Watkins-Farnum rhythm sight-reading scores indicated that, although both groups scored similarly on the pre-test, the treatment group scored significantly higher than the control group on the post-test. Overall, the students who experienced movement-based instruction showed an average gain that was 229% greater than the average gain of students who were not allowed to move.

What does this mean for my classroom?

Moving to the rhythm and/or beat can help students develop a stronger sense of rhythm and become more proficient at rhythmic sight-reading. Some teachers may be hesitant to encourage or allow students to move because they may believe it is distracting to the audience. However, the findings of McCabe’s study suggest that requiring students to remain still actually hinders their rhythmic development. Engaging students in movement-based instruction can enhance their sense of rhythm and help them perform with a more consistent tempo. Findings also suggest that aural reinforcement of the beat (e.g., using a metronome, teacher tapping or clapping the beat for students) may not be as effective as FEELING the beat.

One helpful suggestion I have heard is to have students tap their heels to the beat (rather than the traditional practice of toe-tapping) because this larger movement engages more weight, thus helping students better feel the beat. This article provides many more ideas for incorporating movement in the instrumental classroom to facilitate beat competency:

RTRL.25: The Influence of Beginning Instructional Grade on String Student Enrollment, Retention, and Performance (Hartley & Porter, 2009)


Hartley, L. A., & Porter, A. M. (2009). The influence of beginning instructional grade on string student enrollment, retention, and music performance. Journal of Research in Music Education, 56(4), 370-384.

What did the researchers want to know?

Does the starting grade level of beginning string instruction affect initial enrollment, retention, or ensemble performance by the seventh-grade year?

What did the researchers do?

Hartley and Porter surveyed 166 elementary, middle, and junior high school string teachers in Ohio about their initial enrollment, retention at the end of the first year of instruction, and retention at the beginning of the seventh-grade year. To gauge performance achievement, Hartley and Porter visited and recorded 22 middle school orchestras (that were primarily made up of seventh-grade students), 36% of which started in fourth grade and 32% started in fifth grade and sixth grade respectively. Three string specialists (who were not told the starting grade level of the ensembles) rated each performance using the state-approved form for large-group adjudicated events.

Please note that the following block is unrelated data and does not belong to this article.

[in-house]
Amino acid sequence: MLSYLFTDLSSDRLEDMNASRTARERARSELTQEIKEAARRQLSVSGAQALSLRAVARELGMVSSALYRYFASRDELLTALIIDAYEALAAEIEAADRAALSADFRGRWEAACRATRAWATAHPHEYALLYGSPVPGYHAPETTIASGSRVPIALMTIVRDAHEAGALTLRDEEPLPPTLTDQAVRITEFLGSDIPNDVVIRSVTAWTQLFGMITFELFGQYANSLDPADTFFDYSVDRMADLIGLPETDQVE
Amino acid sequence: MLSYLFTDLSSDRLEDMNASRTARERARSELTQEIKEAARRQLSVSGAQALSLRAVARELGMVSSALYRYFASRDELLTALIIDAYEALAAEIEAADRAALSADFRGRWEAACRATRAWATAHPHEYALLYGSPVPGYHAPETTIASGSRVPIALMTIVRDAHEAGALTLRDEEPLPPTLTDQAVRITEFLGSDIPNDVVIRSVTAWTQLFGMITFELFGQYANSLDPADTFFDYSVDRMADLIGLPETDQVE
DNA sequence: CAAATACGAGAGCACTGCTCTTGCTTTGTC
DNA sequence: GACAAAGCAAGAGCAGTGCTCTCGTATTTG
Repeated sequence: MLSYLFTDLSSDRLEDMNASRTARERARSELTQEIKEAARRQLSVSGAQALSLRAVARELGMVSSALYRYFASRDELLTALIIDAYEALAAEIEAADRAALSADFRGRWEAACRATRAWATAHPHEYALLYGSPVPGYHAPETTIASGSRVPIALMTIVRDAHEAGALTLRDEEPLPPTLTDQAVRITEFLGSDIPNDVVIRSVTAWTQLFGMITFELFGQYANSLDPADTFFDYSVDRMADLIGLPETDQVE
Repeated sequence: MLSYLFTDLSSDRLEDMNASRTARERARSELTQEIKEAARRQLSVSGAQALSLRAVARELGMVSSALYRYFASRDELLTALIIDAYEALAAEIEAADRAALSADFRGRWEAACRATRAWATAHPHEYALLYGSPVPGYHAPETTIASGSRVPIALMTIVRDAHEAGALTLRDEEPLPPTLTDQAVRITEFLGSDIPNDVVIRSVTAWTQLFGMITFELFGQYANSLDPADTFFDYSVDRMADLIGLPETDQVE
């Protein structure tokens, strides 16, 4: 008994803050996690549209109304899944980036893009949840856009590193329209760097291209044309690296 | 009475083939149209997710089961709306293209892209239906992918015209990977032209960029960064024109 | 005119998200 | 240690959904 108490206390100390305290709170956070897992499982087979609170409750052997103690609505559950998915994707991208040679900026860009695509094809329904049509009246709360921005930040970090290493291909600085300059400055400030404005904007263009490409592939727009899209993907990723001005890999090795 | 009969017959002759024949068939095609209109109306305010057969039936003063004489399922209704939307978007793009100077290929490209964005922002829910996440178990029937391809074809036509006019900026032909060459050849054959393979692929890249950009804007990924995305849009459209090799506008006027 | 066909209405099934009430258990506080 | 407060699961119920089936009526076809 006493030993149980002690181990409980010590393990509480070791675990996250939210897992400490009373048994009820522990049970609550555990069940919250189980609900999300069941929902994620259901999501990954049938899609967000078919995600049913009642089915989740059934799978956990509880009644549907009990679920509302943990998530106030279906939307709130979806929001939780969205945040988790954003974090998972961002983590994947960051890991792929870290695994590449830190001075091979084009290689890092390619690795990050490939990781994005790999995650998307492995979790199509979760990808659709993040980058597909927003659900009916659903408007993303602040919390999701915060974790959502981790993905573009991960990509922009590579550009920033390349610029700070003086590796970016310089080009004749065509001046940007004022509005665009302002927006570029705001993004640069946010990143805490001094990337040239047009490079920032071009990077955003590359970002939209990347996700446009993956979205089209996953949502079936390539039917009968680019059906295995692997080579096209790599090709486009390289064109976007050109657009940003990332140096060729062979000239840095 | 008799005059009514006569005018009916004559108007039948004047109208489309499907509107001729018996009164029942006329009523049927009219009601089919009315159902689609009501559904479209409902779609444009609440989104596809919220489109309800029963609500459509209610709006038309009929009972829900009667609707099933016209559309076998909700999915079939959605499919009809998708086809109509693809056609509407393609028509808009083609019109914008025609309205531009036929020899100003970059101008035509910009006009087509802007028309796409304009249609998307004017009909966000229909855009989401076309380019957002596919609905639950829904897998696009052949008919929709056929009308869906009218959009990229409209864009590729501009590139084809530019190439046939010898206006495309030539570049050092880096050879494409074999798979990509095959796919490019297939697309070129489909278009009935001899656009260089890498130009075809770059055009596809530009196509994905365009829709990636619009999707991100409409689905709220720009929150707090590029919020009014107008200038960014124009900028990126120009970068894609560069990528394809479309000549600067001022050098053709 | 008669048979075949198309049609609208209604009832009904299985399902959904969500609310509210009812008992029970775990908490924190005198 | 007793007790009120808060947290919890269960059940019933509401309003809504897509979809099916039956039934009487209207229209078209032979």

What did the researchers find?

Just over half (50.3%) of all schools enrolled 20% or less of students in the starting grade level, 37.6% enrolled 20% to 40%, and only 12.1% enrolled 40% or more. When comparing the percentages of the student body who enrolled in beginning strings according to starting grade level, Hartley and Porter found no statistically significant differences in initial enrollment.

In terms of retention at the end of the first year of instruction, 23% of teachers reported retaining 50-65% of students, 19.6% retained 65-80% of students, 36.5% retained 80-95% of students, and 22.6% retained 95-100% of students. There was a significant difference in relation to starting grade level: schools with later starting grade levels were more likely to retain 80% or more of their students at the end of the first year of instruction, as shown in the table below.






In terms of retention at the beginning of the seventh-grade year, 12.8% of teachers reported retaining 30% or less of students who initially enrolled, 27.6% retained 60% of students, 40.4% retained 90% of students, and 19.2% retained 95-100% of students. There was a significant difference in relation to starting grade level: schools with later starting grade levels were more likely to retain 60% or more of their students at the end of the first year of instruction, as shown in the table above.

When comparing the overall ensemble performance ratings, there were no statistically significant differences between groups that began instruction in fourth grade, fifth grade, or sixth grade.

What does this mean for my classroom?

Some teachers may worry whether starting instrumental music at a later grade level could have negative effects in comparison to starting at an earlier grade level. However, delaying the start of instrumental music until sixth grade likely will not hurt initial enrollment or performance achievement in later grades and may actually help increase retention.

Additionally, Hartley and Porter found that schools with a fourth-grade start level were more likely to have fewer meetings per week than sixth-grade beginners, and schools with more class meetings per week were more likely to have a higher retention rate at the end of the first year. If given the choice between starting instruction in an earlier grade level but with fewer class meetings per week or starting in a later grade level but with more frequent class meetings, the latter may be preferable.